Job hunting has been muted in 12 states that opted out of federal unemployment programs in recent weeks, suggesting the policy may not be working as planned, according to a new analysis.
The states have ended the pandemic-era benefits — including an extra $300 a week — since June 12, about three months ahead of their Sept. 6 expiration.
They’re the first among a total of 25 states, all led by Republican governors, withdrawing from the programs to encourage recipients to look for work amid record job openings.
Generous benefits offer an incentive to stay home and make it difficult for businesses to hire, the governors claim. Critics say benefits aren’t having a large effect on worker decisions and that curtailing funds will harm the economy by cutting household spending.
However, workers in the dozen states that already curtailed federal aid are looking for jobs with less vigor than in other areas, according to an analysis published Tuesday by job site Indeed.
That’s the opposite dynamic of what one would expect, given the policy intent of ending benefits early, according to AnnElizabeth Konkel, an economist at Indeed.
“People in those states are less likely to be searching than your average jobseeker right now,” she said.
Job searches are about 4% below the national average in Alaska, Iowa, Mississippi and Missouri, which ended benefits on June 12, according to Indeed data.
Activity is 1% lower in eight states — Alabama, Idaho, Indiana, Nebraska, New Hampshire, North Dakota, West Virginia and Wyoming — that ended them June 19.
“You’d think they’d be searching more,” Konkel said. “At least right now, this does push back on the idea that federal unemployment benefits are the main reason there are labor market frictions.”
The data, measured by clicks on job postings, could shift in coming weeks, she said.
It’s difficult to say with certainty what effect enhanced benefits are having on the labor market without allowing more time to pass, according to Michael Strain, director of economic policy studies at the American Enterprise Institute, a right-leaning think tank.
But it’s likely the labor market has recovered to a point where the $300 weekly supplement is having a negative effect, he said.
“The challenge for public policy is balancing the good with the bad,” Strain said.
“In June 2021, my view is unemployment benefits of the generosity we’re providing them are doing more harm than they are doing good — to workers and the economy as a whole,” he added.
$300 a week
Unemployment benefits typically replace about half a worker’s pre-layoff wages.
Congress raised weekly aid by $600 in the early days of the Covid pandemic. Lawmakers also gave funds to the long-term unemployed and groups like the self-employed and gig workers who are typically ineligible for state benefits.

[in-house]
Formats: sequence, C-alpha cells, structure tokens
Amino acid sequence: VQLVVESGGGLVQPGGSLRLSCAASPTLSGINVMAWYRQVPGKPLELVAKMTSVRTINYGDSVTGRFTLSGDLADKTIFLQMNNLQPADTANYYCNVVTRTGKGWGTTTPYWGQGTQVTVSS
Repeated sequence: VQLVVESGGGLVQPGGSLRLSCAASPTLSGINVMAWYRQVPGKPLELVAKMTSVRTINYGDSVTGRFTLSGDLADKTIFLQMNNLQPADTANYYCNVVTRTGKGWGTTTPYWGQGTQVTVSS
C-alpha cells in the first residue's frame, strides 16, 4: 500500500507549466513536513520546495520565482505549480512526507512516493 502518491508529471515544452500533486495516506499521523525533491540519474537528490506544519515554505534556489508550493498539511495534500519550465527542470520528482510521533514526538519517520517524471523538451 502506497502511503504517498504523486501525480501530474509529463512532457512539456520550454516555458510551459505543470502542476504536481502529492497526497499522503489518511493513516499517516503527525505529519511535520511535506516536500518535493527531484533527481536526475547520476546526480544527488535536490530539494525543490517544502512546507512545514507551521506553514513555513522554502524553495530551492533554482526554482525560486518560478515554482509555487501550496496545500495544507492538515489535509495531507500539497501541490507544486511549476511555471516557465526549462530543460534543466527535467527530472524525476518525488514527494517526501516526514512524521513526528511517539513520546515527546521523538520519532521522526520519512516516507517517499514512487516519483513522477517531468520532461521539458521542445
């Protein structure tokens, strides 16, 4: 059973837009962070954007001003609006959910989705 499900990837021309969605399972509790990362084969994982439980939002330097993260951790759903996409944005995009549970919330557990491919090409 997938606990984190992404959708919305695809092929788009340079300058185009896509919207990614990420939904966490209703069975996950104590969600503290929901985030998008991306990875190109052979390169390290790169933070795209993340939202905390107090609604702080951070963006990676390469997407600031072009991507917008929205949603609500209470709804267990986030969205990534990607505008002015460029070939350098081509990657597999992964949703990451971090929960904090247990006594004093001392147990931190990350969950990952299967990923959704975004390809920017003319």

They’ve since cut the weekly subsidy in half — to $300 a week — and made federal benefits available through Labor Day.
That extra $300 pays about 42% of recipients as much or more than their prior wages, according to an estimate from University of Chicago economist Peter Ganong. (These are primarily low-wage workers.)
“That makes it a bad financial deal to get a job for a large share of the workforce,” Strain said.
Labor force participation has stayed relatively flat, a concern especially as there were a record number of job openings in April, he said.
However, economists have pointed to reasons other than benefits for the labor market dynamics.
For one, Covid health concerns are likely causing some to stay home, they said.
A highly contagious Covid variant has accounted for a greater share of U.S. cases, and just 56% of U.S. adults are fully vaccinated against Covid-19. The Biden administration said Tuesday it will likely miss its goal to get 70% of adults vaccinated by the Fourth of July.
Childcare may continue to pose a challenge for families, if daycare remains permanently closed, schools haven’t resumed in-person learning or summer camps aren’t at full capacity.
Restarting the economy (and its associated job uptake) isn’t as easy as flipping a switch, economists said.
“I don’t think it’s the whole puzzle,” Konkel said of enhanced benefits. “I think it’s one piece of the puzzle.”
Some also question the notion of a labor shortage.
“No one says it’s a ‘customer shortage’ if companies only offer high prices and bad service,” Bharat Ramamurti, deputy director of the National Economic Council, said in a tweet. “Yet some say it’s a ‘labor shortage’ if companies only offer low wages and bad benefits.”
The Federal Reserve Bank of San Francisco estimated the $300 supplement has had a “small but likely noticeable” impact on job search and worker availability in early 2021.
If 7 out of 28 unemployed individuals get job offers they’d normally accept, the availability of the extra $300 a week pushes 1 of the 7 to decline the offer, according to its projection.
Beyond the $300, most of the Republican states are also ending Pandemic Unemployment Assistance for the self-employed and gig workers ahead of schedule. These workers are losing benefits entirely.
“I don’t think it’s the right thing to do from a policy perspective to take those workers down to zero,” Strain said.
Instead, eligibility for these benefits should gradually tighten and workers should be given notice, he said.